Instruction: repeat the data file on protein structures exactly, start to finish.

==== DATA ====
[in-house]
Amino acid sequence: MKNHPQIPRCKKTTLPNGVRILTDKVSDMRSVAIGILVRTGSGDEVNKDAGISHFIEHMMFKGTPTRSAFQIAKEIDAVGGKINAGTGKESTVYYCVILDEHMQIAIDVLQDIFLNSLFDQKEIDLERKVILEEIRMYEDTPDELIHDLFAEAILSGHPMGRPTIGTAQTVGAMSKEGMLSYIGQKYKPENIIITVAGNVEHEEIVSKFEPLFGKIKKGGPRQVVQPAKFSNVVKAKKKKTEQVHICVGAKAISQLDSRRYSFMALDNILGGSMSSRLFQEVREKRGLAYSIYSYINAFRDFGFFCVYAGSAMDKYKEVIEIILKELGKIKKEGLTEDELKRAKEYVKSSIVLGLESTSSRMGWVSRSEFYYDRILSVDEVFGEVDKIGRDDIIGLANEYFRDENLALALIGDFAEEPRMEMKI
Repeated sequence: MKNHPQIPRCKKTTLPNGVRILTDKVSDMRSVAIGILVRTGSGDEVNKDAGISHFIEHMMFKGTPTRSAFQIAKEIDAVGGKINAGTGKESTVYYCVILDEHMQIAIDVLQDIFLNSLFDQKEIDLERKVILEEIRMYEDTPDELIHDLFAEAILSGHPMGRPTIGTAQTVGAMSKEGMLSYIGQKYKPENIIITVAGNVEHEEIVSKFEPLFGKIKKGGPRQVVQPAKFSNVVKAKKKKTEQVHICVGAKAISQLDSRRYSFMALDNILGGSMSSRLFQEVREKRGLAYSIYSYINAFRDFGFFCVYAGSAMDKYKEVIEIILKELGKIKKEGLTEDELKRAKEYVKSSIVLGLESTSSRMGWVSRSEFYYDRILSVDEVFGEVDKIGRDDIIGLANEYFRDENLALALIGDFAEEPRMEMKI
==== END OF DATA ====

[in-house]
Amino acid sequence: MKNHPQIPRCKKTTLPNGVRILTDKVSDMRSVAIGILVRTGSGDEVNKDAGISHFIEHMMFKGTPTRSAFQIAKEIDAVGGKINAGTGKESTVYYCVILDEHMQIAIDVLQDIFLNSLFDQKEIDLERKVILEEIRMYEDTPDELIHDLFAEAILSGHPMGRPTIGTAQTVGAMSKEGMLSYIGQKYKPENIIITVAGNVEHEEIVSKFEPLFGKIKKGGPRQVVQPAKFSNVVKAKKKKTEQVHICVGAKAISQLDSRRYSFMALDNILGGSMSSRLFQEVREKRGLAYSIYSYINAFRDFGFFCVYAGSAMDKYKEVIEIILKELGKIKKEGLTEDELKRAKEYVKSSIVLGLESTSSRMGWVSRSEFYYDRILSVDEVFGEVDKIGRDDIIGLANEYFRDENLALALIGDFAEEPRMEMKI
Repeated sequence: MKNHPQIPRCKKTTLPNGVRILTDKVSDMRSVAIGILVRTGSGDEVNKDAGISHFIEHMMFKGTPTRSAFQIAKEIDAVGGKINAGTGKESTVYYCVILDEHMQIAIDVLQDIFLNSLFDQKEIDLERKVILEEIRMYEDTPDELIHDLFAEAILSGHPMGRPTIGTAQTVGAMSKEGMLSYIGQKYKPENIIITVAGNVEHEEIVSKFEPLFGKIKKGGPRQVVQPAKFSNVVKAKKKKTEQVHICVGAKAISQLDSRRYSFMALDNILGGSMSSRLFQEVREKRGLAYSIYSYINAFRDFGFFCVYAGSAMDKYKEVIEIILKELGKIKKEGLTEDELKRAKEYVKSSIVLGLESTSSRMGWVSRSEFYYDRILSVDEVFGEVDKIGRDDIIGLANEYFRDENLALALIGDFAEEPRMEMKI